American Populism and the New Political Economy of the Media Field

Olivier Jutel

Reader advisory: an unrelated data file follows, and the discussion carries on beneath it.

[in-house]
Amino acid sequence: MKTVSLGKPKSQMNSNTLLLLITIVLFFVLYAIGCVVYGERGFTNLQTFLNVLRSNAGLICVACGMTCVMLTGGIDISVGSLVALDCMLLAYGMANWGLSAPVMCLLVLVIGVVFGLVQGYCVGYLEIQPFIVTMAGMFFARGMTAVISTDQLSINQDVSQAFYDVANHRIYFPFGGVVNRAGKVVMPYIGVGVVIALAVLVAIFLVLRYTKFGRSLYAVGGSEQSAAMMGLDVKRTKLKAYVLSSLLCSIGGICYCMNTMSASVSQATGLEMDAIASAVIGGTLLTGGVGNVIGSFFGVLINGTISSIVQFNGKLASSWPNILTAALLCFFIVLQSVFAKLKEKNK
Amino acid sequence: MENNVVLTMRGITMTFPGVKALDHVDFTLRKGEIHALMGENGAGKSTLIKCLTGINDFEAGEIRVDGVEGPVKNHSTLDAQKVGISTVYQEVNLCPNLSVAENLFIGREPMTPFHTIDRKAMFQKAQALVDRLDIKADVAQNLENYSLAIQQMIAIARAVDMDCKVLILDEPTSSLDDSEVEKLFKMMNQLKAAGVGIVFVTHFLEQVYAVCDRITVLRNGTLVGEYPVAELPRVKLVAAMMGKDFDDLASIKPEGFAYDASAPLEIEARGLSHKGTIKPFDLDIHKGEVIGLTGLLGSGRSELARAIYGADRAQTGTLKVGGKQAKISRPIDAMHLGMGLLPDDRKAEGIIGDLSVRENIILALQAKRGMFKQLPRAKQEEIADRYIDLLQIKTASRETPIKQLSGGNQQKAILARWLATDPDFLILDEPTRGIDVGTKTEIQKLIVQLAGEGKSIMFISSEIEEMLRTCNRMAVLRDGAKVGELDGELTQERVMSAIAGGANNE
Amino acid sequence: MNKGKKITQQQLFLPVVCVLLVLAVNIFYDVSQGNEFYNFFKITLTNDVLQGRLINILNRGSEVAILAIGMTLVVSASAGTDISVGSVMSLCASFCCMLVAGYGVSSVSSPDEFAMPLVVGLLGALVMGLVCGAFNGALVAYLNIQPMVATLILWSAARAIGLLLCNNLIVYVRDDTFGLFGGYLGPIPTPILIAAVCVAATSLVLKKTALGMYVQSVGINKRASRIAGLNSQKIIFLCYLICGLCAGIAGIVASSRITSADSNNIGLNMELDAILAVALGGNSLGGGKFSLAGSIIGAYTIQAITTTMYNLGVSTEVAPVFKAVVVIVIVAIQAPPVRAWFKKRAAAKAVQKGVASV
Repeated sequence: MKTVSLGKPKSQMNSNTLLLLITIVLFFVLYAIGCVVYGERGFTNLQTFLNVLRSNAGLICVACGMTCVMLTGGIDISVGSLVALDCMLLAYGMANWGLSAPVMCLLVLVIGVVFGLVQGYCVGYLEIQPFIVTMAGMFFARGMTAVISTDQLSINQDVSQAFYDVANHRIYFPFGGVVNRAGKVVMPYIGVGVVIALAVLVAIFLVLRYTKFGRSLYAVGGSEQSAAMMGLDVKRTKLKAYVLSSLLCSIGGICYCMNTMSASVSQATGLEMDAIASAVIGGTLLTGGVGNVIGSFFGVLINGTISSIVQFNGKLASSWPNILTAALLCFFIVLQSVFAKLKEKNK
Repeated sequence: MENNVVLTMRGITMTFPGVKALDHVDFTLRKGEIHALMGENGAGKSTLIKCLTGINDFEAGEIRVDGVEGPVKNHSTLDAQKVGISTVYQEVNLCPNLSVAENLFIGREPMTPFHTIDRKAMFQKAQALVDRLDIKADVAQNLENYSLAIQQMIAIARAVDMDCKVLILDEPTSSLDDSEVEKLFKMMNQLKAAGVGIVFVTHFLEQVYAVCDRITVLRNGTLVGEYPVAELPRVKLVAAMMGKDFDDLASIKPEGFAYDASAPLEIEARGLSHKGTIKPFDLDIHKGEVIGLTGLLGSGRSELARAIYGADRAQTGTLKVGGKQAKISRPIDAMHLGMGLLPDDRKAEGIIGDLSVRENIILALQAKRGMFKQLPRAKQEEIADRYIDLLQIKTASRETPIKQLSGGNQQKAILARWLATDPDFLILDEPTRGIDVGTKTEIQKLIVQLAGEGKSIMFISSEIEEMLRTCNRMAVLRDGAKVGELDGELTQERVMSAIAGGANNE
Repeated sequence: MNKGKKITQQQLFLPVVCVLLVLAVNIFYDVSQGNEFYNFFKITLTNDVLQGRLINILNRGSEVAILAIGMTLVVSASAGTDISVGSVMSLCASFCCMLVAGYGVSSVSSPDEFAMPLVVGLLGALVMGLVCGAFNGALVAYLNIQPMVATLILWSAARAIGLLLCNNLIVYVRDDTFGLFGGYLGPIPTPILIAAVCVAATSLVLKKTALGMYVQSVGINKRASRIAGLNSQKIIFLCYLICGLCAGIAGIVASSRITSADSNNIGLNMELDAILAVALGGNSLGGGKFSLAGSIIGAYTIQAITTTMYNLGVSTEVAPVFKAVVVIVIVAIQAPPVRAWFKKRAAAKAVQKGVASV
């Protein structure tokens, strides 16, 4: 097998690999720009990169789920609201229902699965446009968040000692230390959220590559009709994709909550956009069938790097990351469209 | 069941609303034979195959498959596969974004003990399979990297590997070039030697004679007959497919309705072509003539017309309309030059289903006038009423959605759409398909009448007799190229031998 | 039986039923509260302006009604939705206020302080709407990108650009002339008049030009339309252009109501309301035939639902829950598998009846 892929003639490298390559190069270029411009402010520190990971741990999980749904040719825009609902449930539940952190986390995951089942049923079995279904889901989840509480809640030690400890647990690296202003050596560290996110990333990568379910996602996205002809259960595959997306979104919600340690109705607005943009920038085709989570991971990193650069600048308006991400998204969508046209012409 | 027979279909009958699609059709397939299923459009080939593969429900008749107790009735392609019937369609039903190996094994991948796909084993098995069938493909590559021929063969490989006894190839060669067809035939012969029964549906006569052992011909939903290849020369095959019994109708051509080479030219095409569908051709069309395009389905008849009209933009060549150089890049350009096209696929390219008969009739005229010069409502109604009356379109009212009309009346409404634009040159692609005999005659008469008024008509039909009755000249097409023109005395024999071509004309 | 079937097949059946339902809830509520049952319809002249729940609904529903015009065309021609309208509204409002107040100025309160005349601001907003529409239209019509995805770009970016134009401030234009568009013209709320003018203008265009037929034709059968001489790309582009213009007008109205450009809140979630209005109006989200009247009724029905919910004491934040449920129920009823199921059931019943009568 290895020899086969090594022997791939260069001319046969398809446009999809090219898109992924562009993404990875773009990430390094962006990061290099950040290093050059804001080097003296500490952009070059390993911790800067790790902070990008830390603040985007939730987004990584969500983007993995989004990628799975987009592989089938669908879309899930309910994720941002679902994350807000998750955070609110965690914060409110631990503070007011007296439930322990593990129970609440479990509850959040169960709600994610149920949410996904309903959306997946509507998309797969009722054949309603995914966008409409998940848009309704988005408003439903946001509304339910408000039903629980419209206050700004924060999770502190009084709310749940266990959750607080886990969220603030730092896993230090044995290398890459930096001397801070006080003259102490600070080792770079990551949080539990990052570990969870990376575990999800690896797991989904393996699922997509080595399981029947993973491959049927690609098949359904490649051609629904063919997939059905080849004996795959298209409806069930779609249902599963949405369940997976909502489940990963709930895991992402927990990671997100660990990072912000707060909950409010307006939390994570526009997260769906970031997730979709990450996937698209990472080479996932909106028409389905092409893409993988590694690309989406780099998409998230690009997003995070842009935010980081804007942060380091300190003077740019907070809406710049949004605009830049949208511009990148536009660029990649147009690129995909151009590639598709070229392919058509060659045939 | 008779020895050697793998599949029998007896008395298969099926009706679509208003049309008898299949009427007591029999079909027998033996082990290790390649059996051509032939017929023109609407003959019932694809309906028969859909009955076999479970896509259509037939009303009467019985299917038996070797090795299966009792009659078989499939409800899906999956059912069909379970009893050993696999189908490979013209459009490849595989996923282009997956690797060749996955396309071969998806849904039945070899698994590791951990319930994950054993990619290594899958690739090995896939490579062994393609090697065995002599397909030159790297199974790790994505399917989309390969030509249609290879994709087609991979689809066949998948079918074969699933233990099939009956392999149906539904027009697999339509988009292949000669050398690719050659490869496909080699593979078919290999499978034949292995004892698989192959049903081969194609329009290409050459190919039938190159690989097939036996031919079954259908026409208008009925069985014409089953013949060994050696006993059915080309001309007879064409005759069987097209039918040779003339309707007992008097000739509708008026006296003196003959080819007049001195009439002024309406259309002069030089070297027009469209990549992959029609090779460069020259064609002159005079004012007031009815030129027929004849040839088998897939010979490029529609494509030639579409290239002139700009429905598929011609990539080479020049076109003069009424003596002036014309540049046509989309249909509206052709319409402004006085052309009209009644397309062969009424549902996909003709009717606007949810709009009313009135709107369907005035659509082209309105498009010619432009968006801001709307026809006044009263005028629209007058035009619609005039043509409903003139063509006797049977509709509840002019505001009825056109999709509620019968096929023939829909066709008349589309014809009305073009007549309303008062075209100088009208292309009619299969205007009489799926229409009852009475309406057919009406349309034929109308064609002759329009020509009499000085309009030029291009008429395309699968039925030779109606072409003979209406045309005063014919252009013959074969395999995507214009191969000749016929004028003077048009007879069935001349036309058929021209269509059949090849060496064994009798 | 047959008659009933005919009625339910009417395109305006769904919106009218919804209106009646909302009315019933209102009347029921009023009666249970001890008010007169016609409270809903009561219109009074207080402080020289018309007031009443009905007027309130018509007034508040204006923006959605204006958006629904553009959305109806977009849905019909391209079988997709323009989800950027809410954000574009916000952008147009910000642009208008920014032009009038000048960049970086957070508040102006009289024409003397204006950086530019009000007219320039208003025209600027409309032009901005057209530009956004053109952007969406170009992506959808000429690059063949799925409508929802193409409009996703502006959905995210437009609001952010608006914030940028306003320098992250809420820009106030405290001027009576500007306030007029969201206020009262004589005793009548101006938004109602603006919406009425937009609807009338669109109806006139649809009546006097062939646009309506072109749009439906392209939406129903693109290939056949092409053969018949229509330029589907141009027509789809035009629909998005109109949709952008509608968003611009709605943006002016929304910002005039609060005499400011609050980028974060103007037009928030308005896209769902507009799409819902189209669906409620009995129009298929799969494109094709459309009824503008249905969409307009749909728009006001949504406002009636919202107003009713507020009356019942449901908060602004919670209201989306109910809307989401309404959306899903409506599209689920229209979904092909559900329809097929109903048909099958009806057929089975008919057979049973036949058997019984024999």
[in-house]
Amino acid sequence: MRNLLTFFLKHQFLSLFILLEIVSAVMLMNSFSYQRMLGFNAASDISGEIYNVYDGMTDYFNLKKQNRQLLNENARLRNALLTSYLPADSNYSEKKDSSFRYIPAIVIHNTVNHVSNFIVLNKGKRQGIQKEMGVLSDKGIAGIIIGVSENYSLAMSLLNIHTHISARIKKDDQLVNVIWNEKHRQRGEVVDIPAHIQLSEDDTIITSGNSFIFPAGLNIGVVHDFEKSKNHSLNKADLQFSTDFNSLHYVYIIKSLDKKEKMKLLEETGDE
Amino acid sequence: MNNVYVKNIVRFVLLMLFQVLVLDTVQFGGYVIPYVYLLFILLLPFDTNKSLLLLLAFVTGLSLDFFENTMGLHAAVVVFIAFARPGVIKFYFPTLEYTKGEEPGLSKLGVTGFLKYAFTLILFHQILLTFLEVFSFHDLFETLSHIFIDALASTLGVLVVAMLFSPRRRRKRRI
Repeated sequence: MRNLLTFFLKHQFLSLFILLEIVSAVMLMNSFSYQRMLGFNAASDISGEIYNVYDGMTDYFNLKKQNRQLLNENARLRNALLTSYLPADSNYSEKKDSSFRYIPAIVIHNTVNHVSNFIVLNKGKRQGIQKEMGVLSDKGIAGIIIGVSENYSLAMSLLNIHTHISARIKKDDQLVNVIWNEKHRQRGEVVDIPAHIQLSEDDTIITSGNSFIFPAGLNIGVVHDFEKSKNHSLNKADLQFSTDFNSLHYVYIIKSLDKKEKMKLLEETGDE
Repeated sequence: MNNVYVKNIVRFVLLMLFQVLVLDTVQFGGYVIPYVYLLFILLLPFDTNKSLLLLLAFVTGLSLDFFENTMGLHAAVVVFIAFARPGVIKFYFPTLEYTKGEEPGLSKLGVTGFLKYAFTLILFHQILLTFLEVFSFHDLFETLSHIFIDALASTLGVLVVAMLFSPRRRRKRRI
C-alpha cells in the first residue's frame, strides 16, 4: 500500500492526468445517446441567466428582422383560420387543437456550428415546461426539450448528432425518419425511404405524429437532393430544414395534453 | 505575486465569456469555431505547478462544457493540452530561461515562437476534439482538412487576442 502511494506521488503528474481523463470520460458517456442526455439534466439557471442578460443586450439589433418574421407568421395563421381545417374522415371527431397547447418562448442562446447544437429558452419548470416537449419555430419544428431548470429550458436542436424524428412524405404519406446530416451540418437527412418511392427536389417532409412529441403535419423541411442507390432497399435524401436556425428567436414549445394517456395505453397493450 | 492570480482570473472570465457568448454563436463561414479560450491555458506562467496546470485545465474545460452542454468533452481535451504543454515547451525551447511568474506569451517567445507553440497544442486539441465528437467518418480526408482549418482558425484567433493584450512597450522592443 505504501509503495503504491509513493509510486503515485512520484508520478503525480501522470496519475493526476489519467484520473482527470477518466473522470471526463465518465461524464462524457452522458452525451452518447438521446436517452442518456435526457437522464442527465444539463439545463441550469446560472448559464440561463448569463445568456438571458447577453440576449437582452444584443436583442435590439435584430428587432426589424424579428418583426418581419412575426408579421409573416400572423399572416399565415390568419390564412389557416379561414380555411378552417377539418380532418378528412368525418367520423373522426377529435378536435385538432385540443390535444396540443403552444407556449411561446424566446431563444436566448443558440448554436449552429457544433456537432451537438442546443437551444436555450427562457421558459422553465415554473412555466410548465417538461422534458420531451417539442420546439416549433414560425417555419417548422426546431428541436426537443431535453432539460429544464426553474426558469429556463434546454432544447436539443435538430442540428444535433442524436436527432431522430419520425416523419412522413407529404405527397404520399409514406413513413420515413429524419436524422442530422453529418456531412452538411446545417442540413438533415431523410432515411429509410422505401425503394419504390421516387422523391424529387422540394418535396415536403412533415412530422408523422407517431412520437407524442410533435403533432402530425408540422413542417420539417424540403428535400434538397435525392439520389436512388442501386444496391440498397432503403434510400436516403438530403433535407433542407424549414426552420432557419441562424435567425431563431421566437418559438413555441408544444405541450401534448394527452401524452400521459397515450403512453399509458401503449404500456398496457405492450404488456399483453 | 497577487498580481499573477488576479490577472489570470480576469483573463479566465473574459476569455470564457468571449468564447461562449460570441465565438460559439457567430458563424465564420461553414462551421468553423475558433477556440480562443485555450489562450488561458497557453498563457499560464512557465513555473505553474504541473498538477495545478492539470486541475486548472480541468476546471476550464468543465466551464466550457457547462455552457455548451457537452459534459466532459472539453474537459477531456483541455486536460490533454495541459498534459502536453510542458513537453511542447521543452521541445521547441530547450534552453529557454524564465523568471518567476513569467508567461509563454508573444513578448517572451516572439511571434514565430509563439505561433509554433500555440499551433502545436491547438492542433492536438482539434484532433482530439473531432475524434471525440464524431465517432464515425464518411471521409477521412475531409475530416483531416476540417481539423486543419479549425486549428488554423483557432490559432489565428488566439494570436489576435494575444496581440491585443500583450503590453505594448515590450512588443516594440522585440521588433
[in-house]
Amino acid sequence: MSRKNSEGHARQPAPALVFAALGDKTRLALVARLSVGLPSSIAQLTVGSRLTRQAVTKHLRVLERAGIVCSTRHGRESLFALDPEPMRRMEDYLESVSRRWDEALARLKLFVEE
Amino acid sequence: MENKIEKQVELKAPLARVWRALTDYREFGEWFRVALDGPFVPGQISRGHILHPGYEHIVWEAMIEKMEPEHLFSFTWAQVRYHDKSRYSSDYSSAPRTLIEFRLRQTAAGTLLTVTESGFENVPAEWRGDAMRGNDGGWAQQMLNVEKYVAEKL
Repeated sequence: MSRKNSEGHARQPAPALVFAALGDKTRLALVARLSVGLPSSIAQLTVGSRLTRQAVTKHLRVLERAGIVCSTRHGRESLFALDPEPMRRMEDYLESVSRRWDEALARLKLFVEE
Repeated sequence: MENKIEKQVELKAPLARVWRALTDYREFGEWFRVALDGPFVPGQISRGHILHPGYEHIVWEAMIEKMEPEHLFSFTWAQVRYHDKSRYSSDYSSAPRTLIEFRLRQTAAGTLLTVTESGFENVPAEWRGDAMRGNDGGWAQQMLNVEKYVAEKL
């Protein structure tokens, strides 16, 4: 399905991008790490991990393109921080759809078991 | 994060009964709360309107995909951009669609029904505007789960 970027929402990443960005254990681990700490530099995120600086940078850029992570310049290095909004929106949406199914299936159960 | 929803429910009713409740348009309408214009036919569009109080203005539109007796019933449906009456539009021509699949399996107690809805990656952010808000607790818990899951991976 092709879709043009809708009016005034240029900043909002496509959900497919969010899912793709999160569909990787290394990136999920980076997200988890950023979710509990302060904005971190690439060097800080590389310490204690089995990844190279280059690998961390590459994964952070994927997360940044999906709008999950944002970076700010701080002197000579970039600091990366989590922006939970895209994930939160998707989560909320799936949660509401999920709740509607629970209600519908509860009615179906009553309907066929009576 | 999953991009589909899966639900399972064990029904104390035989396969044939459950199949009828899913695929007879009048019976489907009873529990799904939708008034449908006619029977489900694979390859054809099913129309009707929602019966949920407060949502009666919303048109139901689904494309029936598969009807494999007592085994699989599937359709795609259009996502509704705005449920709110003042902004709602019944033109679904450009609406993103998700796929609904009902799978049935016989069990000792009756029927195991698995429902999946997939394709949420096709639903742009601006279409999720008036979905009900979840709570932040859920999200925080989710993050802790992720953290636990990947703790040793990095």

The emergence of the Tea Party as a specifically mediatized, populist movement owing its success to its close affiliation with Fox News, is emblematic of the new political economy of the media field. Within the mediatized social space, populist notions of ‘authenticity’ have become the economic and cultural capital of the media field, superseding the liberal unified public. Audiences no longer merely consume media, but actively construct the very communication networks that are used by media corporations to scrutinize the minutia of personal taste preferences. In incorporating forms of free audience labor, the media simultaneously perfect the audience commodity while opening up the field of power to the social logics of difference and equivalence which constitute the political. Fox News viewers do not simply consume the news but generate it as Tea Party protestors. This new logic of commodification and the incorporation of free labor signal the positive agency of mediatized subjects.

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